Resumen: We examine the relationship between immigration and preferences for redistribution in Europe using a newly assembled dataset of immigrant stocks for 140 regions in 16 Western European countries. Exploiting within-country variations in the share of immigrants at the regional level, we find that native respondents display lower support for redistribution when the share of immigrants in their residence region is higher. This negative association is driven by regions of countries with relatively large welfare states and by respondents at the center or at the right of the political spectrum. It is stronger when immigrants originate from Middle-Eastern or Eastern European countries, are less skilled than natives and experience more residential segregation. These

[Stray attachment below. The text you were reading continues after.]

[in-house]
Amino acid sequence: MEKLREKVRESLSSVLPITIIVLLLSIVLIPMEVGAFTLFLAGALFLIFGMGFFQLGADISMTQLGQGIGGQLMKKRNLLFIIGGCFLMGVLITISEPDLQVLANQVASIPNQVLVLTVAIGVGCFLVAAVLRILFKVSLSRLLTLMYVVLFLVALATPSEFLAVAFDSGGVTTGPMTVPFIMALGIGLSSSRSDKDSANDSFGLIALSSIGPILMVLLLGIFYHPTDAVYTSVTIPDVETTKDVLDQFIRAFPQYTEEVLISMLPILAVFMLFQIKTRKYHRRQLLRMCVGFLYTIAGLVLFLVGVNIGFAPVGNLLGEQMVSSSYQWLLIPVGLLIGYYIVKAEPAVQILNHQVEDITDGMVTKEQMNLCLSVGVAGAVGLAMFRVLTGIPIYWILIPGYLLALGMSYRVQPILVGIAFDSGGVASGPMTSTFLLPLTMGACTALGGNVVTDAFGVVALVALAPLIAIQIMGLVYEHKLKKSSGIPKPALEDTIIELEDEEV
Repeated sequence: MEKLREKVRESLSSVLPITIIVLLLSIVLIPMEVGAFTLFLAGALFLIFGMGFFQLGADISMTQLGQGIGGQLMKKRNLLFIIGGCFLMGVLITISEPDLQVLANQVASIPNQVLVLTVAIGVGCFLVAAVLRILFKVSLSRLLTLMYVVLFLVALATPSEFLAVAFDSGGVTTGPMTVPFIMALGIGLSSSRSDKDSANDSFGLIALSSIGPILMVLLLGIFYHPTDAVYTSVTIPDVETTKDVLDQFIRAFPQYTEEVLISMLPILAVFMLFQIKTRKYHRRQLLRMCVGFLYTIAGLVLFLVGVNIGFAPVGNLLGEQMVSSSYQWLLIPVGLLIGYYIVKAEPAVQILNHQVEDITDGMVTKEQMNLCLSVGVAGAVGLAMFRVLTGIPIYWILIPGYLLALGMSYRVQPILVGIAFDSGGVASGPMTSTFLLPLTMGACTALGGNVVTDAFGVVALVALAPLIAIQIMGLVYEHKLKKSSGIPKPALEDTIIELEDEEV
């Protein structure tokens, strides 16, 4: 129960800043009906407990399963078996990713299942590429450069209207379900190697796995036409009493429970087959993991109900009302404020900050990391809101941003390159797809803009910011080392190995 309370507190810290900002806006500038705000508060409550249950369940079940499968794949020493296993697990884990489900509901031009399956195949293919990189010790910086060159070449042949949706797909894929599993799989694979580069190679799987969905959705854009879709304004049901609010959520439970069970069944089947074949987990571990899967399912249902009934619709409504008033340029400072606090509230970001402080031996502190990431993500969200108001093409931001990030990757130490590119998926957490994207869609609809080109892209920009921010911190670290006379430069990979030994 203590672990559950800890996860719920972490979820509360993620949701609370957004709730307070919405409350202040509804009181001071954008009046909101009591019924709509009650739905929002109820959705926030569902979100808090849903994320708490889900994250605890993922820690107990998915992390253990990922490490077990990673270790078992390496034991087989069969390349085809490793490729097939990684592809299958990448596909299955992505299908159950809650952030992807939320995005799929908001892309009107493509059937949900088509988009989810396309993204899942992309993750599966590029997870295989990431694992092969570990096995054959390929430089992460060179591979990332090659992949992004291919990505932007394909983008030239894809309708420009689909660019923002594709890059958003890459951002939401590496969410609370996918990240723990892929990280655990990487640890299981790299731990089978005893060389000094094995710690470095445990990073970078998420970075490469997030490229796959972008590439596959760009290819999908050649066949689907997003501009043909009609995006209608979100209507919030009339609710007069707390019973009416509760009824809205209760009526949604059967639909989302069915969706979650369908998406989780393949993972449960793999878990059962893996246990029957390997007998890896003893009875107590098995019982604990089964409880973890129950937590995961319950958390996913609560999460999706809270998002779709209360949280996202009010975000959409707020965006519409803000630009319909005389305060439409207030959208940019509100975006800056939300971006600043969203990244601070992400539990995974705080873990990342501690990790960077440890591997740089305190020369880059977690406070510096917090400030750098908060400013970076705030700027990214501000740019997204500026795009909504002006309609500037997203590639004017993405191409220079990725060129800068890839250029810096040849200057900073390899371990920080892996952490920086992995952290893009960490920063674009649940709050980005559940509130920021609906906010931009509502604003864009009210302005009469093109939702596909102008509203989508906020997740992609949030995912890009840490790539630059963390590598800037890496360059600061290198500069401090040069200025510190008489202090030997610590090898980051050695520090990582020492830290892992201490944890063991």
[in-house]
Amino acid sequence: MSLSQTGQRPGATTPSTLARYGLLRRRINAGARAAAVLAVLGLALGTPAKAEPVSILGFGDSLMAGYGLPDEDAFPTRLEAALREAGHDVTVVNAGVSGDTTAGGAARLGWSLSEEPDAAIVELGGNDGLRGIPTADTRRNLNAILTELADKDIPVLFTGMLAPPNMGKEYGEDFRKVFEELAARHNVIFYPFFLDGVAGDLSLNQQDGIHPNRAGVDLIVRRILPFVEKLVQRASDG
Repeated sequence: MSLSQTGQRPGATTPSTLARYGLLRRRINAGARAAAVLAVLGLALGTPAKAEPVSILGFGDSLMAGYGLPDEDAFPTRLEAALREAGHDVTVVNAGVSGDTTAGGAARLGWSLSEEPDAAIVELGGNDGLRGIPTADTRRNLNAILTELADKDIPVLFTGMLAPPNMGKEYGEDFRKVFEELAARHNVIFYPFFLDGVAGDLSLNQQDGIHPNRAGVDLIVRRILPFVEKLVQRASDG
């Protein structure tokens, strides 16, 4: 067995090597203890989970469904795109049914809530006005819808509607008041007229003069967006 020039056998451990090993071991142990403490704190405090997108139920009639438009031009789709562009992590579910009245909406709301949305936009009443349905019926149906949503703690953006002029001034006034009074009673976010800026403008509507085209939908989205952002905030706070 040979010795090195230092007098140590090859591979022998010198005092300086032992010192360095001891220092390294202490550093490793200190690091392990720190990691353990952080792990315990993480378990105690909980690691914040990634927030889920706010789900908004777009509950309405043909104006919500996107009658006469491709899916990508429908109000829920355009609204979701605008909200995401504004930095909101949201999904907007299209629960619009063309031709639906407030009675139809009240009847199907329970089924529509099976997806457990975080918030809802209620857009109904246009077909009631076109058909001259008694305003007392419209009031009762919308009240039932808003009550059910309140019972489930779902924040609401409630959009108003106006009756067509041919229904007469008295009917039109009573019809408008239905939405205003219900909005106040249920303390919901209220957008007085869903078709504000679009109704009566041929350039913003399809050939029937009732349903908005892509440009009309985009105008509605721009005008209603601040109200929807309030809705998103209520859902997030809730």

results are unlikely to be driven by immigrants’ endogenous location choices, that is, by welfare magnet effects or by immigrants’ sorting into regions with better economic opportunities. They are also robust to instrumenting immigration using a standard shift-share approach.